Ely, Nev. • The Nevada state engineer should never favor one part of the Silver State over another while deciding water rights cases.
But that is exactly what Jason King did last year by authorizing the export of 61,127 acre-feet of Spring Valley’s groundwater to Las Vegas, according to arguments presented Thursday in 7th Judicial District Judge Robert Estes’ packed courtroom.
That water rights decision, if allowed to stand, could sacrifice the lifestyles of eastern Nevada ranchers, tribal members and other rural residents so Clark County can build more subdivisions, lawyers told Estes, the current referee for the dispute that holds broad implications for how water is managed in the arid West.
"We aren’t asking for water for swimming pools and golf courses. We want to be able to live here," argued Scott Williams, a lawyer for the Confederated Tribes of the Goshute Reservation. "The people who live on this land understand the concepts of limits. The Indians who have lived here since time immemorial and the ranchers who came later have conformed their lives to what is available."
Groundwater from the aptly named Spring Valley supports not only rich vegetation such as its famous swamp cedars, but also feeds Utah’s Snake Valley. Because several agricultural communities there rely on aquifers and springs, Millard and Juab counties and other Utah interests are among numerous parties challenging King’s water rights ruling.
Meanwhile, the Southern Nevada Water Authority (SNWA) denies its groundwater plan will harm the environment, rural economies or tribes’ cultural interests.
This week’s two-day hearing is the latest legal skirmish in a long-running fight over eastern Nevada’s groundwater, which SNWA says it needs to accommodate growth around Las Vegas and to diversify its portfolio of water sources.
It is proposing one of the largest groundwater pumping operations in the nation’s history to fill a proposed $15 billion, 285-mile pipeline that it hopes will solve its water woes.
"Two million people in southern Nevada rely on the Colorado River for water, and that supply is no longer a reliable source," the water agency’s lawyer Paul Taggart said. "The level [of Lake Mead, which Las Vegas taps for 90 percent of its water] dropped 140 feet between 2000 and 2011. We cannot expect this situation will get any better. Las Vegas is doing what most cities have to do, and that’s bring water from somewhere else."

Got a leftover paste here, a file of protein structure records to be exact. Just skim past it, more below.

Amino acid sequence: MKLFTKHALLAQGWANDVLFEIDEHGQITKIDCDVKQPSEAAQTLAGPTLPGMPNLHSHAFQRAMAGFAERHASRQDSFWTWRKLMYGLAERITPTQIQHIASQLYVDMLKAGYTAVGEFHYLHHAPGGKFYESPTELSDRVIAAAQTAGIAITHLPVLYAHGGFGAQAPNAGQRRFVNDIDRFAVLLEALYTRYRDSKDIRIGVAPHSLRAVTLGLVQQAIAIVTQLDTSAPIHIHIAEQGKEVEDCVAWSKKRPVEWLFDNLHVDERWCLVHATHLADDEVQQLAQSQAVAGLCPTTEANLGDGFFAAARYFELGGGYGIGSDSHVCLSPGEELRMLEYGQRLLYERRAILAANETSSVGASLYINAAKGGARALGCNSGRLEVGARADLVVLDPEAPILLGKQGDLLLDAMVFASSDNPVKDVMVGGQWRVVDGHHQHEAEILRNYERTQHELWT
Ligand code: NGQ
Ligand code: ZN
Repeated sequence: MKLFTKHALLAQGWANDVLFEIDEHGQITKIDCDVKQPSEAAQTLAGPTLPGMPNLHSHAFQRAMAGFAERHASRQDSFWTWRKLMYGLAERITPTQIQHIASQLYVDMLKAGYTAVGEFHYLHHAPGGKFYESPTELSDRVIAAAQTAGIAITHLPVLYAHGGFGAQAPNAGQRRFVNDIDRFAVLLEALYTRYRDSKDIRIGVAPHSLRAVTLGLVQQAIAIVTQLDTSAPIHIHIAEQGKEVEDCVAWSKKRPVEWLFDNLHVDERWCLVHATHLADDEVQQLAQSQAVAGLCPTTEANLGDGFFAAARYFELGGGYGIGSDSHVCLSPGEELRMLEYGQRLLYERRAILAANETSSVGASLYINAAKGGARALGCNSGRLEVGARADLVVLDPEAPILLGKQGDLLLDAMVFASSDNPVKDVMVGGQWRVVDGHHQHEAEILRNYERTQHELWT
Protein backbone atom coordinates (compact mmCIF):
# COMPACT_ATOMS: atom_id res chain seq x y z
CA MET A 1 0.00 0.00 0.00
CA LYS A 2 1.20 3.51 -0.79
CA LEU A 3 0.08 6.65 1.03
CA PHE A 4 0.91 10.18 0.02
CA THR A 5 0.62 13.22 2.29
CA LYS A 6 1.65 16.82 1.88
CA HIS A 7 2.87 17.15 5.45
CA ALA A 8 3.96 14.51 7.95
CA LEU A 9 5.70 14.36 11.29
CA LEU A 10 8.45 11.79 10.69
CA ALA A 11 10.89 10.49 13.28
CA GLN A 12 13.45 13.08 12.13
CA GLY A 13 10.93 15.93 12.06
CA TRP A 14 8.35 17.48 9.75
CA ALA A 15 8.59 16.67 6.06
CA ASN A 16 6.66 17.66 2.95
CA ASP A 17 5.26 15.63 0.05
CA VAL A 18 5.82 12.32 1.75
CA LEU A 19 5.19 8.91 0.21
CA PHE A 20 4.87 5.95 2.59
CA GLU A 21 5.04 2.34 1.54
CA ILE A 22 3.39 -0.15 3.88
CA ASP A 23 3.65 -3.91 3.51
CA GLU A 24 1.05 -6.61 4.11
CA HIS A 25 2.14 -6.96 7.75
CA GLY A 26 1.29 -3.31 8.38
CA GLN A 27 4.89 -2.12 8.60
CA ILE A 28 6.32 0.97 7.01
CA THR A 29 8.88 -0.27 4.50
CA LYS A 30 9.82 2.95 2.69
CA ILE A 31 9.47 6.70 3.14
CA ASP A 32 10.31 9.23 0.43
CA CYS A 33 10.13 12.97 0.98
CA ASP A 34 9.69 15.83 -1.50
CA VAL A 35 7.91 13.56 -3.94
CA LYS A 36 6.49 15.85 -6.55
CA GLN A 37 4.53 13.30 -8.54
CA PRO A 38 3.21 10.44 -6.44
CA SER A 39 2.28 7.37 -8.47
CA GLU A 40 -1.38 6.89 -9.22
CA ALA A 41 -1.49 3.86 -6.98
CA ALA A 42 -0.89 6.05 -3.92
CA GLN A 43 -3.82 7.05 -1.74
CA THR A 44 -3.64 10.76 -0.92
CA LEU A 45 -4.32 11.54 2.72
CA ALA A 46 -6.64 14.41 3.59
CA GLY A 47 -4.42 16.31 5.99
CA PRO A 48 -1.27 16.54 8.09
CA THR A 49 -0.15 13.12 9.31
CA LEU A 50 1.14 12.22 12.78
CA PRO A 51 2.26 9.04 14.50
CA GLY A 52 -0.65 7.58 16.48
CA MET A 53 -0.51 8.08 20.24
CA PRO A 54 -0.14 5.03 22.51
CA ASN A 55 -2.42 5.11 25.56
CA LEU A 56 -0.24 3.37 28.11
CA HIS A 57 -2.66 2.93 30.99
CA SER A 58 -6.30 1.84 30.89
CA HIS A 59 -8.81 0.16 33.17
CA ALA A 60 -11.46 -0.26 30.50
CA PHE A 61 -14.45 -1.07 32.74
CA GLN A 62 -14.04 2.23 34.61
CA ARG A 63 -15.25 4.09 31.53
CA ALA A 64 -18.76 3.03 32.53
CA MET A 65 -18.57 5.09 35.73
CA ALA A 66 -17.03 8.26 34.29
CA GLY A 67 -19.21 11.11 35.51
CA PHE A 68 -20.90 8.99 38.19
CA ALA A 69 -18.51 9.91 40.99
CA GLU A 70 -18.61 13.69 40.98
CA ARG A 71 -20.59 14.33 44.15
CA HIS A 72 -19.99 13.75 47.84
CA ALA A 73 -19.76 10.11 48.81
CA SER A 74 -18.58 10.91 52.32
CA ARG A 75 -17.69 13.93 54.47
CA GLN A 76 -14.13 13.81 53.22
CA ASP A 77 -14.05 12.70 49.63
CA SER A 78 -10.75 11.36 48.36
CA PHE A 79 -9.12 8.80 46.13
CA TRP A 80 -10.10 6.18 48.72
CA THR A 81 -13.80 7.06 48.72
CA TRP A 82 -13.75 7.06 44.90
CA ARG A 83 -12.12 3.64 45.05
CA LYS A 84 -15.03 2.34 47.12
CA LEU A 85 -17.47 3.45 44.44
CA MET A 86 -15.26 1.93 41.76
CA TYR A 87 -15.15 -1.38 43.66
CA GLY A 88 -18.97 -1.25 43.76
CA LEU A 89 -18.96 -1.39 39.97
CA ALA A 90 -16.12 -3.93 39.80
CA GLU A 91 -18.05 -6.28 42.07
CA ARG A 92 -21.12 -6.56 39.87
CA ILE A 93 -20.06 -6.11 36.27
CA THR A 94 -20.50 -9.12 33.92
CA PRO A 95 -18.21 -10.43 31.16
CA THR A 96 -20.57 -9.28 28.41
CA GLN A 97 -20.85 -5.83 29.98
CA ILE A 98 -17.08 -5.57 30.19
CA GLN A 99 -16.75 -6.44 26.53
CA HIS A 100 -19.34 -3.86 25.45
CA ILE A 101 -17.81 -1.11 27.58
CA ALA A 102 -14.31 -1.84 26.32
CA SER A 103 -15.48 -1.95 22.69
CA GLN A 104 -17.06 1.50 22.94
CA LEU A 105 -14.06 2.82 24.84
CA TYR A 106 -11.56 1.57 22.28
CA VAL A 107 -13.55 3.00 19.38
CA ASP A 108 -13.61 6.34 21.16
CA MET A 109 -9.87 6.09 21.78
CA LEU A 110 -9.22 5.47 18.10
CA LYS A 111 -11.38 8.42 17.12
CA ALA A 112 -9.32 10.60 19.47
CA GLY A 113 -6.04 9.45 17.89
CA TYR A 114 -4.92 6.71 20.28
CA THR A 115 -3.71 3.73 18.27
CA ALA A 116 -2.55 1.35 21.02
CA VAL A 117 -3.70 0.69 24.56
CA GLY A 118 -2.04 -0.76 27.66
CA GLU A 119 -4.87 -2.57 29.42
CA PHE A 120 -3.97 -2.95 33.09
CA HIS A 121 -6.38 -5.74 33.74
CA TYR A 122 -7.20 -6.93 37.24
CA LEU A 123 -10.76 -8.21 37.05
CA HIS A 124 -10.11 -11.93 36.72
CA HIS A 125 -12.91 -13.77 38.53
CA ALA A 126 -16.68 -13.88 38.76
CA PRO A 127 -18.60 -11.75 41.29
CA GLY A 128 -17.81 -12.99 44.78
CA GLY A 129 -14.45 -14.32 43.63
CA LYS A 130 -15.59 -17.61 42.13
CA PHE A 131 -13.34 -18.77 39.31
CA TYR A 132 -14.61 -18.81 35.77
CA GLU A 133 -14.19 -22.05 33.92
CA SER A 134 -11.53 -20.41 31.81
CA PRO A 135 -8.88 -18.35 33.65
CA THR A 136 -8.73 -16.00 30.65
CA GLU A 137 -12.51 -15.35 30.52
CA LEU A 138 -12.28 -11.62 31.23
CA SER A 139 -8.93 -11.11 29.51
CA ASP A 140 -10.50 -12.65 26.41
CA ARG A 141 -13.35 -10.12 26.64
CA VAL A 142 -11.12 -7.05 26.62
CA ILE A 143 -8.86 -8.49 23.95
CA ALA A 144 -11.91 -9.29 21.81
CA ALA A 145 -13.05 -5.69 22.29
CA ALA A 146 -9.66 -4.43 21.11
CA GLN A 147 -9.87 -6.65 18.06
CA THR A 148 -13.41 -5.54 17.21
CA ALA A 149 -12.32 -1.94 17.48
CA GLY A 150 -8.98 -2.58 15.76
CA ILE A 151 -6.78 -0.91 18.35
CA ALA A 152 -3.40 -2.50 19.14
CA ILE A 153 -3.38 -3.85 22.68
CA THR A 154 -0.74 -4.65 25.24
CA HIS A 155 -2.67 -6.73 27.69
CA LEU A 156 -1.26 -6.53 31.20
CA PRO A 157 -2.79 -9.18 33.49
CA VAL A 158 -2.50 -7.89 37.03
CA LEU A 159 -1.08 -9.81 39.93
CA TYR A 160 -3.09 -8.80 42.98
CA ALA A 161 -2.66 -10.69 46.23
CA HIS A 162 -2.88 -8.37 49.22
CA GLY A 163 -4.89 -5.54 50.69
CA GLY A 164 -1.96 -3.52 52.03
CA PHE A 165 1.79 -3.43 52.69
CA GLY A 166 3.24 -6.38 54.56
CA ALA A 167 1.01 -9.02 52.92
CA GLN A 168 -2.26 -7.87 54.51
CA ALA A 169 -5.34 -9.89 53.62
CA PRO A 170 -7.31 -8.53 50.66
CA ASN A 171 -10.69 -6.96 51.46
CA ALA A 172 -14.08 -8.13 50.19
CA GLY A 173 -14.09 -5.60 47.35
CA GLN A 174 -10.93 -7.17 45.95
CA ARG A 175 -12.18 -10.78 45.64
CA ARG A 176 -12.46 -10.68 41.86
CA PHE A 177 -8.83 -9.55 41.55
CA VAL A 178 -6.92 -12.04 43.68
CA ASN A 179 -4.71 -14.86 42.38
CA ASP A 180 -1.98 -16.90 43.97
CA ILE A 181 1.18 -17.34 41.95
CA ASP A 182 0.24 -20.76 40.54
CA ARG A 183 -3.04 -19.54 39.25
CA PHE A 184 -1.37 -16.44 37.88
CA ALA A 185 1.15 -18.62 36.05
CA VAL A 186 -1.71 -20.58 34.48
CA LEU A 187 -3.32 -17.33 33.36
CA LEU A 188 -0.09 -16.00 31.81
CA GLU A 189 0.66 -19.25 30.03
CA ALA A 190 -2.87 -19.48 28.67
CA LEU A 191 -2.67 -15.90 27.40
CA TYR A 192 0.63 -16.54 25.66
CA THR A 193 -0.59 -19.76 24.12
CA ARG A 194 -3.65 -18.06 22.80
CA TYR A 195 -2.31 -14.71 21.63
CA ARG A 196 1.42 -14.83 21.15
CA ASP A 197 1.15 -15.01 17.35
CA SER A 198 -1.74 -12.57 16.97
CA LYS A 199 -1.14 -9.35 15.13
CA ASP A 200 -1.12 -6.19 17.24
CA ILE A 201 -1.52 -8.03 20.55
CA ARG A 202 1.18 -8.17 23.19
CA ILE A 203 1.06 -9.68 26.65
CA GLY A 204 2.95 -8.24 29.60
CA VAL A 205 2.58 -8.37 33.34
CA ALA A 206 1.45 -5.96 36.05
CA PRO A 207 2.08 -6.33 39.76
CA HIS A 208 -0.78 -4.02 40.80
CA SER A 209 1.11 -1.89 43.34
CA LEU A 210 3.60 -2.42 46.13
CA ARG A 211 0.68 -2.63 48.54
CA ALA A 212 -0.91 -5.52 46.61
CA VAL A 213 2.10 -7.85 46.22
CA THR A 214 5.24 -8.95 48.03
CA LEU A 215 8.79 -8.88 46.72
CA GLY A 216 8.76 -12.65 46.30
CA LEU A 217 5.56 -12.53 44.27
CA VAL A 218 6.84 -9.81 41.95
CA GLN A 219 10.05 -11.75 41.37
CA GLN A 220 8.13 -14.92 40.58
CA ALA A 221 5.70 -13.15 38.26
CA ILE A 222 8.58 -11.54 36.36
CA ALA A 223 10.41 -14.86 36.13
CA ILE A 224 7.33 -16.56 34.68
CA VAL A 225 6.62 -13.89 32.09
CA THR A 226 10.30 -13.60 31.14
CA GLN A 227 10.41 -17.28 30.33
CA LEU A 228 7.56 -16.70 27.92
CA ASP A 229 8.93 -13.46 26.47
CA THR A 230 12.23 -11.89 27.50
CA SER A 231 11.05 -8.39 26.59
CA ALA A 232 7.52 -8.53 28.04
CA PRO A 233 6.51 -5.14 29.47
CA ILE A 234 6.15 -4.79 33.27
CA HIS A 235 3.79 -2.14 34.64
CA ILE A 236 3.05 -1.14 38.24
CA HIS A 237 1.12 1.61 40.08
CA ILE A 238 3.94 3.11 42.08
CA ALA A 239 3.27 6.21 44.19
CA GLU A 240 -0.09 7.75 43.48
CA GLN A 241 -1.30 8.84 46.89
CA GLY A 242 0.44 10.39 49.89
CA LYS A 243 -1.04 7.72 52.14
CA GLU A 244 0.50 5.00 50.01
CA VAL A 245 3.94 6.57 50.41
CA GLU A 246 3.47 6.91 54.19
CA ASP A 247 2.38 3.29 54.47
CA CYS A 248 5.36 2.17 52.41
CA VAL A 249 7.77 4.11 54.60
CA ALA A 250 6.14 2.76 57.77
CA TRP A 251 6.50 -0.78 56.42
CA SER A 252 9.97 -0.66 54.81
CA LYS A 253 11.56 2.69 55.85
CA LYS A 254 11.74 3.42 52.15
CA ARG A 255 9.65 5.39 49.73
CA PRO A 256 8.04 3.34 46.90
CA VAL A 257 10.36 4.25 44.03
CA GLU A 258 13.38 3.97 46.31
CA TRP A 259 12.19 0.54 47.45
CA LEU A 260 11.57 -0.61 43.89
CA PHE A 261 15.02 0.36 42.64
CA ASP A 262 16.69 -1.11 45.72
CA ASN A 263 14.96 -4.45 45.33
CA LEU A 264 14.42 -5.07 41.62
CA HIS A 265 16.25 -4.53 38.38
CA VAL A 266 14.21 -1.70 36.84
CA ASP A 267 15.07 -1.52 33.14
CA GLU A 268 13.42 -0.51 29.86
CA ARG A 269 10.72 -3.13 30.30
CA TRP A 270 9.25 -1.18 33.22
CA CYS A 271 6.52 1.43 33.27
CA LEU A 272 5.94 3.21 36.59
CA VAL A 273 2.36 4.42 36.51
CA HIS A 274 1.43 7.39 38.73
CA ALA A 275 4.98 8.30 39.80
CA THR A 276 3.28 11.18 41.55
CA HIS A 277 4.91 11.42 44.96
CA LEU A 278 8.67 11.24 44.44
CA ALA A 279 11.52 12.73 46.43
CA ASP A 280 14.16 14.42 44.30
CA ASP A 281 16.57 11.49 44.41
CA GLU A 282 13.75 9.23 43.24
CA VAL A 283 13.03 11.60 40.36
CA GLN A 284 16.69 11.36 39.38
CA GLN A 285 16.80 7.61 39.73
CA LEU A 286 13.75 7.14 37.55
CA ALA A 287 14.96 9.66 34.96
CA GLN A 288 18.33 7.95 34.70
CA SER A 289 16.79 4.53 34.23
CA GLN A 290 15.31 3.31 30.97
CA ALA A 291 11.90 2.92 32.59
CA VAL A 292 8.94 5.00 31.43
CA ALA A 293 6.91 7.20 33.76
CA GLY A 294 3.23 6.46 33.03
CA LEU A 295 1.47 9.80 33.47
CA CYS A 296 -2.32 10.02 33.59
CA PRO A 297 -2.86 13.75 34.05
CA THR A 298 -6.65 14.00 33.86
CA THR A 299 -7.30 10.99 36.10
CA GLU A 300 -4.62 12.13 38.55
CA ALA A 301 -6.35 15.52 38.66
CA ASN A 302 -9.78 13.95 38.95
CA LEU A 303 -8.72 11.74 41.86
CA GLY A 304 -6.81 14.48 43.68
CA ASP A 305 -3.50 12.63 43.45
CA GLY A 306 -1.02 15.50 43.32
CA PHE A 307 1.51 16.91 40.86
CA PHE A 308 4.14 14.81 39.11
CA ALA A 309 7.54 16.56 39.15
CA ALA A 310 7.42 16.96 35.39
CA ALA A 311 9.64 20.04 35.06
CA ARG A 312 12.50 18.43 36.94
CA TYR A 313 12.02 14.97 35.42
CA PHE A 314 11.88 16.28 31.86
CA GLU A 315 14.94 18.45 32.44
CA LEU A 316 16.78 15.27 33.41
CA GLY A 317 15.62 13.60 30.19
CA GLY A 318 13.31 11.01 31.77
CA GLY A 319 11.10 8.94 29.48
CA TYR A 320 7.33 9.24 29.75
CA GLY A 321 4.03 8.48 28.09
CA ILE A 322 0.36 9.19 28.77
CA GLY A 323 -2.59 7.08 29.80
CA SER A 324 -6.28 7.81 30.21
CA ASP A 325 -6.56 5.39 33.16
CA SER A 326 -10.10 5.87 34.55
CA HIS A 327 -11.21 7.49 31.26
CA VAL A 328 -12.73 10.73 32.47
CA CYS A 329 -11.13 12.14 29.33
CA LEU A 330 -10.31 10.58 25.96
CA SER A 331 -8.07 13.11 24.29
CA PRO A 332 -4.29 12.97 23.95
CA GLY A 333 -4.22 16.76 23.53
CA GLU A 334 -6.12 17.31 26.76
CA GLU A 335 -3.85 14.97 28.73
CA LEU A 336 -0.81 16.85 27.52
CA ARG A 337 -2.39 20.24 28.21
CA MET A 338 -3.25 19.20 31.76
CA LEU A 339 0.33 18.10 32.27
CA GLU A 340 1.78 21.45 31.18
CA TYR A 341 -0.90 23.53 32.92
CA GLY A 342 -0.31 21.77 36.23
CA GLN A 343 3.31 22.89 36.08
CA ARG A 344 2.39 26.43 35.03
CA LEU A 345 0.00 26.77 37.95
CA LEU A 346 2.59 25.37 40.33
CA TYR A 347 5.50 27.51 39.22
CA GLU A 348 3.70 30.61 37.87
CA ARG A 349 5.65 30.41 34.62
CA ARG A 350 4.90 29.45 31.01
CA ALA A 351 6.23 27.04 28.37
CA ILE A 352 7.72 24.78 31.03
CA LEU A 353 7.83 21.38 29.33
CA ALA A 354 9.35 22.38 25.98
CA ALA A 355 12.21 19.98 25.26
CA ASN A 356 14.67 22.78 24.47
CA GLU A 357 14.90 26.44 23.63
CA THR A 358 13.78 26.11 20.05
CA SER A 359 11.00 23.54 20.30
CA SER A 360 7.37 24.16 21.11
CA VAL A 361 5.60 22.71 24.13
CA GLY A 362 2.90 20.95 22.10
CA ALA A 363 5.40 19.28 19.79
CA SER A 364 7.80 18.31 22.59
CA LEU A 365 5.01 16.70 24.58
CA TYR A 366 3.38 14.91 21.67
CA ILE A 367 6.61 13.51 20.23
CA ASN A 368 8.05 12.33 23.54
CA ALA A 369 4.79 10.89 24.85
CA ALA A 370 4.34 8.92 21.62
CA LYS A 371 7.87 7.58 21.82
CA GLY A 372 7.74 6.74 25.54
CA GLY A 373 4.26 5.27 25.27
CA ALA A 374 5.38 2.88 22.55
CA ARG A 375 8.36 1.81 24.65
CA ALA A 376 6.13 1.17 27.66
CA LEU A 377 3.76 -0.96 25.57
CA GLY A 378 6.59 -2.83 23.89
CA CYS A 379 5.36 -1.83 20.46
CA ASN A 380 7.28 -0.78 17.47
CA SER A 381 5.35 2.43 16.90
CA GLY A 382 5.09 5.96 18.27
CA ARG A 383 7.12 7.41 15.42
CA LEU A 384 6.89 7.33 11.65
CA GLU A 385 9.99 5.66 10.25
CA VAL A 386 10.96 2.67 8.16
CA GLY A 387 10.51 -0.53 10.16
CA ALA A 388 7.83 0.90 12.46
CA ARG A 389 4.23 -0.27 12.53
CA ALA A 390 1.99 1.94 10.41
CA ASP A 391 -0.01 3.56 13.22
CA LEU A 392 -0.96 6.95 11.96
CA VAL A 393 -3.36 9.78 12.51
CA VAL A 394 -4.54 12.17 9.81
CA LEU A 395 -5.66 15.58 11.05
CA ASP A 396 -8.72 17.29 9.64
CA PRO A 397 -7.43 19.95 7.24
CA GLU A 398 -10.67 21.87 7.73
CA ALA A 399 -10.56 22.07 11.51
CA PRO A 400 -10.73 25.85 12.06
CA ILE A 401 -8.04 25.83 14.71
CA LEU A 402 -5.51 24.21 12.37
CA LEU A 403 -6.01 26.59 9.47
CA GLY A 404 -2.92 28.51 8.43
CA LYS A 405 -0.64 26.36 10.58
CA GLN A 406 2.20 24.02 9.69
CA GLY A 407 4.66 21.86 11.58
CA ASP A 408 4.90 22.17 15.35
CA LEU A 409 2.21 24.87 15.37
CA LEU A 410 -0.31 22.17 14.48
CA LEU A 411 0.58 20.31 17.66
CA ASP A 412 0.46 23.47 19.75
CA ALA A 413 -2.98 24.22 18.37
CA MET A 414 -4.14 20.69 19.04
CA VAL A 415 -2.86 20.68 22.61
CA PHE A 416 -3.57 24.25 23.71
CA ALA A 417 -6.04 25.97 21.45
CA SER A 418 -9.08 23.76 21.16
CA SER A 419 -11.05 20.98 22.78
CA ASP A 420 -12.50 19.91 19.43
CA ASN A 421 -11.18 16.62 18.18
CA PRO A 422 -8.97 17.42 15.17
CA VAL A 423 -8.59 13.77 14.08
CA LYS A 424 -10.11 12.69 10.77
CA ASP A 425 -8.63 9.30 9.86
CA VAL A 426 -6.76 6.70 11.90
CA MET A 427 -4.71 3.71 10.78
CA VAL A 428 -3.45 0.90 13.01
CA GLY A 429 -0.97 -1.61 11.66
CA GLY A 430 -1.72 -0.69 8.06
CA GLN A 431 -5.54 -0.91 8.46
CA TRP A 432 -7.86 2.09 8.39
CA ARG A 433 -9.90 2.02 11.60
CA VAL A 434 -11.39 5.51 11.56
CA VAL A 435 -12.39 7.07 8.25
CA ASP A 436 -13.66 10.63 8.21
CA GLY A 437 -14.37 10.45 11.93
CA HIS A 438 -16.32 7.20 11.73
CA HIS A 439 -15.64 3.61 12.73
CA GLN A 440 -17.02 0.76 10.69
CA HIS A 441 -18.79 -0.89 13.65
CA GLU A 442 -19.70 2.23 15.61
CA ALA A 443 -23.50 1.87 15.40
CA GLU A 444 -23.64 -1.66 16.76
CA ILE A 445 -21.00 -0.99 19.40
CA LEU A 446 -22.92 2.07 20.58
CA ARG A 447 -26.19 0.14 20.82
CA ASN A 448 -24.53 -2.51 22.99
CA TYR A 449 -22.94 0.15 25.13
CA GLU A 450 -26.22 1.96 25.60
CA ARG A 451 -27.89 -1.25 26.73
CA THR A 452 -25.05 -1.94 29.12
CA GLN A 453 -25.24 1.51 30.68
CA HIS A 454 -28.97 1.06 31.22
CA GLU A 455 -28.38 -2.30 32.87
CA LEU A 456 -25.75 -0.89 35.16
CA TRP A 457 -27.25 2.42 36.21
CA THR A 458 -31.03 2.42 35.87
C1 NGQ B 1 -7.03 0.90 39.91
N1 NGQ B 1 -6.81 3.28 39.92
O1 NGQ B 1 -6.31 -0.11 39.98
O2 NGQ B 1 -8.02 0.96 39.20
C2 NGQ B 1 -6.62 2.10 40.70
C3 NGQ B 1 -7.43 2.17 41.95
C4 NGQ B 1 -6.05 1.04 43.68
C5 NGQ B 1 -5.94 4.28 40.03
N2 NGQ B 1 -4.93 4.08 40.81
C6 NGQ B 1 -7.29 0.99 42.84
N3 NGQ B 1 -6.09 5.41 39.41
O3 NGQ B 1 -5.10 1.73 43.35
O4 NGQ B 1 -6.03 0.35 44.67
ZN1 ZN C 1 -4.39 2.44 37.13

Estes is weighing whether King’s award of rights to groundwater under Spring Valley and three other rural valleys met criteria outlined in state law authorizing interbasin transfers of water. The key questions are: Does Las Vegas need the water? Does it have the ability to put the water to "beneficial use"? Does the transfer conflict with existing water users? Is it environmentally sound? Does the transfer serve the public interest?
No, no, no, no and no, argued attorney Simeon Herskovits. He represents a large and diverse group of petitioners that includes environmentalists, Nevada counties and ranchers like Kena Lytle Gloeckner, who believe that by the time impacts from groundwater pumping become apparent it will be too late to fix the problems and too difficult to force Las Vegas to reduce its withdrawals.
"It is inconceivable there won’t be conflicts with existing water users and impermissible environmental impacts," Herskovits said, claiming King conducted a "results-oriented" fact-finding process that arbitrarily limited the scope of analysis.
The water authority accused its critics of exaggerating the project’s impacts and ignoring the safeguards mandated by the state engineer’s ruling.
"He will continually oversee this project. He required staged development. He will allow only part of the project to develop, watch how that occurs before he would allow the next step to occur," Taggart said.
SNWA is obligated to drill several wells and monitor springs as part of a long-term mitigation plan, but critics dismissed it as "a joke" that lacks concrete triggers that would require the water agency to shut down its pumps.
"Maybe someone will notice the problem, maybe someone will report the problem, maybe someone will analyze the problem, and maybe the problems can be reversed," argued Paul Hejmanowski, who represents the LDS Church’s Cleveland Ranch in Spring Valley. "Or maybe not. What are the consequences of the maybe not? There is no proof that this program can do a darn thing to avert disaster."
At least five separate groups, each with its own issues and goals, is challenging SNWA. The Utah counties, for example, want assurances that the monitoring plan includes mitigation for their side of the state line. The Church of Jesus Christ of Latter-day Saints, which owns large cattle operations in Spring Valley, argues SNWA’s plan amounts to "groundwater mining" and should be scaled way back to protect water sources for the valley’s ranchers.
And the Shoshone and Goshutes contend groundwater export will desecrate a region that holds spiritual significance. SNWA conceded its plan would displace native plant communities, which according to the tribes are a source of traditional foods and medicines and harbor the spirits of those slain in two U.S. Army massacres.
"Their bones are still there," a tribal lawyer argued.
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